Unesco rules Tasmania forest to remain protected

This handout picture taken and released on 14 June 2014 by Rob Blakers of The Wilderness Society shows some 5,000 Tasmanians at the rally to oppose the delisting of Tasmania's World Heritage forests in Hobart, Tasmania. Image copyright AFP
Image caption The Australian government's bid has been met with fierce opposition from environmentalists

A Unesco committee has rejected a request by the Australian government to revoke the World Heritage Site status of part of the Tasmanian forest.

The Australian government wanted to unlock 74,000 hectares for timber, arguing the area is already degraded.

But the World Heritage Committee said revoking the status would set an unacceptable precedent.

Environmentalists have hailed the decision, while the Australian government said it was disappointed.

The committee which met in Doha took just seven minutes to consider the request before rejecting it, reports the Sydney Morning Herald.

The Portuguese delegation reportedly said the justifications provided by the Australia government were "to say the least feeble".

"Accepting this de-listing today would be setting an unacceptable precedent impossible to deny in similar circumstances in the future," it said.

Image caption Australia sought to become the first developed nation to reverse a forest's protected status on economic grounds

The Australian government argued that the section of the forest they were eyeing was already compromised, as it had been logged before.

Prime Minister Tony Abbott said he was disappointed with the decision and that the government's application was "self-evidently sensible". He said they would study the decision before making their next move.

Mr Abbott has championed the cause of the timber industry, which employs more than 66,000 people.

A joint statement by several Australian conservation groups and Tasmanian Aborigines said the committee had "delivered a strong rebuke" to the government.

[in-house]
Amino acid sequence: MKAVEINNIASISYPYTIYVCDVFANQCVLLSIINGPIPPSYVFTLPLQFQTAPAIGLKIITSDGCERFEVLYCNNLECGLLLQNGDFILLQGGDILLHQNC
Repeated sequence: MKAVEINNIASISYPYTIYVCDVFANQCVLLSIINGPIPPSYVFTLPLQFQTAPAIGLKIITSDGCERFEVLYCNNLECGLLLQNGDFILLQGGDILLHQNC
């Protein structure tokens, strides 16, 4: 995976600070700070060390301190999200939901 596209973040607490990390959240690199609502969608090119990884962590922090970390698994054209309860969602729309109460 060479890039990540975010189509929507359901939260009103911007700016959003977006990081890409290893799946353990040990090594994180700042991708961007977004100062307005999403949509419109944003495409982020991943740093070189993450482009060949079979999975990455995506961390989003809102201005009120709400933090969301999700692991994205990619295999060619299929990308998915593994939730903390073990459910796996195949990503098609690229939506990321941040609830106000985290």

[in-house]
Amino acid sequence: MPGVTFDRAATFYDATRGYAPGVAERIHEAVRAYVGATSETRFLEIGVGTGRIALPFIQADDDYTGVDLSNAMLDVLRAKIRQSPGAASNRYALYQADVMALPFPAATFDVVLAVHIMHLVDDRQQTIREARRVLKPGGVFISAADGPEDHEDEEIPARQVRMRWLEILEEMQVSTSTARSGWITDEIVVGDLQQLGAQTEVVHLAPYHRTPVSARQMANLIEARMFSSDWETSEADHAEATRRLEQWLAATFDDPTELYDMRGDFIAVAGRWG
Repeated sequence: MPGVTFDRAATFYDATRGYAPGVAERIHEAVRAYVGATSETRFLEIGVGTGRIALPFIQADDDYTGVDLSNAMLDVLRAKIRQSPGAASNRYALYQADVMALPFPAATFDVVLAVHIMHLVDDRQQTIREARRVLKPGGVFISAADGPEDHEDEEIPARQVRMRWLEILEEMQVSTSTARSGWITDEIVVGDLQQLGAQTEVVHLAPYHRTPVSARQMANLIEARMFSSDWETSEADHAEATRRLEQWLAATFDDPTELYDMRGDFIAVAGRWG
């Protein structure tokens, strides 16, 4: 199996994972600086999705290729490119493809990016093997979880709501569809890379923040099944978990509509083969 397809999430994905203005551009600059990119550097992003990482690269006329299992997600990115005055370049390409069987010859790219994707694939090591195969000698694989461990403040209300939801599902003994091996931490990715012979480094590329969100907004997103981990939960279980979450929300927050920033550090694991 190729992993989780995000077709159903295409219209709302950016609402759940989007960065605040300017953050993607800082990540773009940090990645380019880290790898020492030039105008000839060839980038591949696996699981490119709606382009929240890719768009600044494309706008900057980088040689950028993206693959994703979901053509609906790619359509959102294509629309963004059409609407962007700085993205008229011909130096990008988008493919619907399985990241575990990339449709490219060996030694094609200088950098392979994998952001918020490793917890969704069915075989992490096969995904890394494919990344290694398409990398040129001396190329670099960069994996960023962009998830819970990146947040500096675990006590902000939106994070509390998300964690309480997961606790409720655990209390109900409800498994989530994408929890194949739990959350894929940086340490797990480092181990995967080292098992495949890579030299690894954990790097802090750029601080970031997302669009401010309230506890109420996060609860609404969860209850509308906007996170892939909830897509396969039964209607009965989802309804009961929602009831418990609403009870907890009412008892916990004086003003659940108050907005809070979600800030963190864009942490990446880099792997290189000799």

They said that revoking the protected status of the forest would be "environmental vandalism".

Members of the opposition Greens party also cheered the decision. Leader Christine Milne, who is a senator for Tasmania, said on Twitter that Mr Abbott's bid "humiliates Australia on world stage".

The Tasmanian wilderness covers nearly 1.4 million hectares, or 20% of the state.

The government bid triggered protests in Tasmania attended by thousands of people earlier in June.

Last week Unesco delayed a decision on whether the Great Barrier Reef should be declared as endangered, and reminded Australia to submit an updated report on the reef's state of conservation by February 2015.

The government is planning to dump three million cubic tonnes of dredge sediment in the reef's national park to create one of the world's biggest coal ports.

Image copyright AFP
Image caption About 5,000 Tasmanians attended a rally on 14 June opposing the government bid
Image copyright Getty Images
Image caption The government is also planning to dump dredge sediment in the Great Barrier Reef's marine park

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